The final scene sees Pat attack a raw chicken with a baseball bat as he lets out his anger in the final stage of Danny’s ‘therapy’. Given the fact that the audience are literally on the edge of the stage in this venue, it feels unnecessary to beat the chicken with quite so much power. It also means that the front row becomes a bit of a chicken splash zone. This moment made me angry. I’ve avoided meat my entire life, and the lack of warning from the venue that this was going to happen I found extremely inconsiderate. It’s a shame that the finale of the play was essentially ruined for me by this moment, as I couldn’t help becoming distracted by the thought of dead bird bits flying at me and I struggled to regain focus for the final moments. I make a plea to production teams to please consider your audiences when making decisions like this. A warning would have been appreciated so I could have sat further away from the danger zone.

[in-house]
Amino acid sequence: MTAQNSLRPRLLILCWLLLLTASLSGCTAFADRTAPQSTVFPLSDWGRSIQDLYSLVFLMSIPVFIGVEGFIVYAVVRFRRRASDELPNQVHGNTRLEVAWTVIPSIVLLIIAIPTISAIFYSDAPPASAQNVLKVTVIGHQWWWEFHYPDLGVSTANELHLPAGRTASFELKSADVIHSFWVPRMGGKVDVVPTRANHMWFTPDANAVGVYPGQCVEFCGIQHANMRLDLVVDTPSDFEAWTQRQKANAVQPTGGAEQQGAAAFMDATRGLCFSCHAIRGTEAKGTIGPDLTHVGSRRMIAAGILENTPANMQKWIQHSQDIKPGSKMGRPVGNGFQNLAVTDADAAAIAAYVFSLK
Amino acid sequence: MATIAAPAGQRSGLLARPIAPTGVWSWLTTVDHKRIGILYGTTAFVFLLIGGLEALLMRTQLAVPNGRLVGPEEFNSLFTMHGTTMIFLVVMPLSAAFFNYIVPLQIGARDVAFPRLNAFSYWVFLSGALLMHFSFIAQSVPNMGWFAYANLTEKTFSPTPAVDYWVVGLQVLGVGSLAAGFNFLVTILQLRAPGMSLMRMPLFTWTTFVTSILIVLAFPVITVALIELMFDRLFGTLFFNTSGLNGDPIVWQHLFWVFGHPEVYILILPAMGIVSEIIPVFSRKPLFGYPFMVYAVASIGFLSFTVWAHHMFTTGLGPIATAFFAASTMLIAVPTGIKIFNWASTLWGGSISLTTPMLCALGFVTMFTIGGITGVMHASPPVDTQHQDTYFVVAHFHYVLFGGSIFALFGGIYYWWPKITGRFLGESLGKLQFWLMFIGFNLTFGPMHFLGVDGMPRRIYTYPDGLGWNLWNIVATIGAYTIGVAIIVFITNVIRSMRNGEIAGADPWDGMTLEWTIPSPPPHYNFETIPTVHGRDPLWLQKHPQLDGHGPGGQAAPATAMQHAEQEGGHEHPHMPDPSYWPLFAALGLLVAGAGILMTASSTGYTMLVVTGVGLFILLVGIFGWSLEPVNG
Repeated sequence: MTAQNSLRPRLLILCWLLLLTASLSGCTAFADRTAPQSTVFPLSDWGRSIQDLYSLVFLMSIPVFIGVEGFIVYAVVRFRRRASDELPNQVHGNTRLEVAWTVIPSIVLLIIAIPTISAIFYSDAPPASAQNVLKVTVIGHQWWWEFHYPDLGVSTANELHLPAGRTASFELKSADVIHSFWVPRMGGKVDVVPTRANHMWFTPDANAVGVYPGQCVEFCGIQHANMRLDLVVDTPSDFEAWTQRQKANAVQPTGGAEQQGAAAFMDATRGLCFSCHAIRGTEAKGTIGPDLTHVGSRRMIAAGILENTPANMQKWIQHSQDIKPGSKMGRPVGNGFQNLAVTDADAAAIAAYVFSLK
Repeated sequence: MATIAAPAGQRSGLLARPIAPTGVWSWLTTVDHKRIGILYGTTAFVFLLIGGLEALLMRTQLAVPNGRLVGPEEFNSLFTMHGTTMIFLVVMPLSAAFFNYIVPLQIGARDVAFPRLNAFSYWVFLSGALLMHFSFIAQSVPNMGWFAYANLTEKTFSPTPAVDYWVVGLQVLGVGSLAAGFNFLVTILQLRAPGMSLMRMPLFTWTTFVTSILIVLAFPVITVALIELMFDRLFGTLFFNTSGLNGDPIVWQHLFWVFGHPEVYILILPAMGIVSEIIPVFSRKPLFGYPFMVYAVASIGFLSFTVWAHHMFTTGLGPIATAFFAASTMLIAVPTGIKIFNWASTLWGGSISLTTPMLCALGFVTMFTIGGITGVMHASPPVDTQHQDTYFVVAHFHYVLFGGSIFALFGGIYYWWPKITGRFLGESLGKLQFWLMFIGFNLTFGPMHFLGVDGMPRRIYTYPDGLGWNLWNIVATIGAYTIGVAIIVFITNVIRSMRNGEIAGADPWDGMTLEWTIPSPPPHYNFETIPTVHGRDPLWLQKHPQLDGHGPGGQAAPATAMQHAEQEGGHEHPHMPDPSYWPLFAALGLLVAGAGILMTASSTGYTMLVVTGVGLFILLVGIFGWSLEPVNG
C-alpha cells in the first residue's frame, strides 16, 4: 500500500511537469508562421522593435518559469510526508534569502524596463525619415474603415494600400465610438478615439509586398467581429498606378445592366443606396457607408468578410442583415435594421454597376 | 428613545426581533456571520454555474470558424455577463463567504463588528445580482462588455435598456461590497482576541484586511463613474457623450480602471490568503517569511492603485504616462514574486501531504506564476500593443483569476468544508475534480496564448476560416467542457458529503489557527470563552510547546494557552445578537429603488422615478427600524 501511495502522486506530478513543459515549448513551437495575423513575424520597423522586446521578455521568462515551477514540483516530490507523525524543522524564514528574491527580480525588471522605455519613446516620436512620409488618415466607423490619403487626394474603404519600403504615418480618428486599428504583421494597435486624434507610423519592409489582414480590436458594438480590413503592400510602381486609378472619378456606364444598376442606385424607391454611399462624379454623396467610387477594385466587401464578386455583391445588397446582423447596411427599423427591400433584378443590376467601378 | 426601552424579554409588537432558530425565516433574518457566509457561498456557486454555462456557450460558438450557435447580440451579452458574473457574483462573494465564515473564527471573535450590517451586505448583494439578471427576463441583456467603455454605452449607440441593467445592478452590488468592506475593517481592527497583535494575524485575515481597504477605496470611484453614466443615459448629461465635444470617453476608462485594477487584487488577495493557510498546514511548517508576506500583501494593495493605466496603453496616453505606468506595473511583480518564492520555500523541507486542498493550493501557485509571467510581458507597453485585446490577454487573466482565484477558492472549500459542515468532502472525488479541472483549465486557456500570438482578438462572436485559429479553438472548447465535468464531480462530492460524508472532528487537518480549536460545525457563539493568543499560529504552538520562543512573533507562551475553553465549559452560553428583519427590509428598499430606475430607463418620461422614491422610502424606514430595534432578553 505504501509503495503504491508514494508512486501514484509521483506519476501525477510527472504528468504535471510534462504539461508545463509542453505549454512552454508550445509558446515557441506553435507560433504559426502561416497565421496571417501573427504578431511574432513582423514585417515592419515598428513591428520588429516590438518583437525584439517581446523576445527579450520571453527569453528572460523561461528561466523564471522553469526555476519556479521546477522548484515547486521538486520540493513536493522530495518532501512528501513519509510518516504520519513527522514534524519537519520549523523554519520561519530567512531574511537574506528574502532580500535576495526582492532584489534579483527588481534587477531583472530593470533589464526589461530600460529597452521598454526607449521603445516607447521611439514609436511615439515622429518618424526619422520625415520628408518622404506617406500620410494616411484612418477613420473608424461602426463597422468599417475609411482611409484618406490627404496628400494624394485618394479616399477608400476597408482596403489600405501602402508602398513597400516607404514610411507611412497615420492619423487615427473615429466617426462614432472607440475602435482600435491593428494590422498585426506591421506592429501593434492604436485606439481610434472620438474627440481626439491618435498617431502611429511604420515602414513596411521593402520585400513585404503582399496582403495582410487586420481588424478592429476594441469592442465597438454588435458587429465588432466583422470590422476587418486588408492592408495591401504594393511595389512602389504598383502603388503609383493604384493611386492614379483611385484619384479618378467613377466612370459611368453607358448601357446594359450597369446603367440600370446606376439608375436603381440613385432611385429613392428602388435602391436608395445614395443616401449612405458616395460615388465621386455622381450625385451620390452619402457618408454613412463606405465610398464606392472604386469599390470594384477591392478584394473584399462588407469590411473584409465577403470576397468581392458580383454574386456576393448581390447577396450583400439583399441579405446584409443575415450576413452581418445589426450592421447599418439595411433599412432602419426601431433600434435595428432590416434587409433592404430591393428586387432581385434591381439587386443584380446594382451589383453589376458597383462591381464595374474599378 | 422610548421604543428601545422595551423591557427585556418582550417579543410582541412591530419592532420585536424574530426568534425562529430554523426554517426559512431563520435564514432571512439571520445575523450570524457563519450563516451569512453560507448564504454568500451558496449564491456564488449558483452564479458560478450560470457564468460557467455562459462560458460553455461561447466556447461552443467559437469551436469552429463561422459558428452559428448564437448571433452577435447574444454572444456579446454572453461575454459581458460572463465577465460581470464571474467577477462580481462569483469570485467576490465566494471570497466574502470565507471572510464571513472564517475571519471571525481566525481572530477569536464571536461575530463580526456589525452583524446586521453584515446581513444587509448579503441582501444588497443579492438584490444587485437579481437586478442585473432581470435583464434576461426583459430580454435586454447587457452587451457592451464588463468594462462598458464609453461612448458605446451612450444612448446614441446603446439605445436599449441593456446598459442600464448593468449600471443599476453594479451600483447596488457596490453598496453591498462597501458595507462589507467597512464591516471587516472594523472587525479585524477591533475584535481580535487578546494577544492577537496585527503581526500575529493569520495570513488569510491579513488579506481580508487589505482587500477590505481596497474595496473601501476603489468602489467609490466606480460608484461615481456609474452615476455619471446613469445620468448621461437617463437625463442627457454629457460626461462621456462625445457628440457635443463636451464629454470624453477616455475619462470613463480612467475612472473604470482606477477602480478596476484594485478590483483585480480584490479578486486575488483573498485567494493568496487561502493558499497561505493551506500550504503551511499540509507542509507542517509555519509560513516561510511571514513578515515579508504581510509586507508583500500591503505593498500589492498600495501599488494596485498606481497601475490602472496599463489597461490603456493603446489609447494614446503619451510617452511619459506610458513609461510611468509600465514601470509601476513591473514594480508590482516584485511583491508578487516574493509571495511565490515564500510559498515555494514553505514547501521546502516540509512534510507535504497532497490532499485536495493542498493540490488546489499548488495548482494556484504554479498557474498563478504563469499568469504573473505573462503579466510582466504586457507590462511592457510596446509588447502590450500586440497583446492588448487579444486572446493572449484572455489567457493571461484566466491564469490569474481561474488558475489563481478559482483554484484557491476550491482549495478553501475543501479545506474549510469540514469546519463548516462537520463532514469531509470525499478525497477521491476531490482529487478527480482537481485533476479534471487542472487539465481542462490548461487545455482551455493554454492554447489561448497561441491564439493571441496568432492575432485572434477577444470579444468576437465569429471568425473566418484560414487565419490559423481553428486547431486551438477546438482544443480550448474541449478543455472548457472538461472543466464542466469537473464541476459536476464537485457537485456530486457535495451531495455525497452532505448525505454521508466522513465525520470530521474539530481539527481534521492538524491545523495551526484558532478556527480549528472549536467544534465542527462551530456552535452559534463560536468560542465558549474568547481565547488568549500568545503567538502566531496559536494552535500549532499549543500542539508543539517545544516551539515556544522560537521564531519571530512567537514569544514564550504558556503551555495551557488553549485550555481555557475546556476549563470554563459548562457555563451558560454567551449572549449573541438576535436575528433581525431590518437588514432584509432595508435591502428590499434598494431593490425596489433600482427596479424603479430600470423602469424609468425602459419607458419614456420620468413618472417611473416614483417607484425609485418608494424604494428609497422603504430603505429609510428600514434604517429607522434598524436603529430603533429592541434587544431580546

Back to the play: It also raises questions of sexuality and class without being explicit; the questions are there, but Skelton avoids making this specifically a play about sexuality and class. This is the genius of the work: it’s tackling of an untouched topic without becoming even slightly patronising. Its coherence does slip occasionally: an odd moment when Pat talks about the future and thinks about having a girlfriend or boyfriend. This seems jarring. The character, I assumed up until this point, hadn’t even questioned or thought about his sexuality. The homoeroticism that uncomfortably lingers throughout the play is sort of addressed here somewhat formally; it seems out of place, like a slip of the tongue.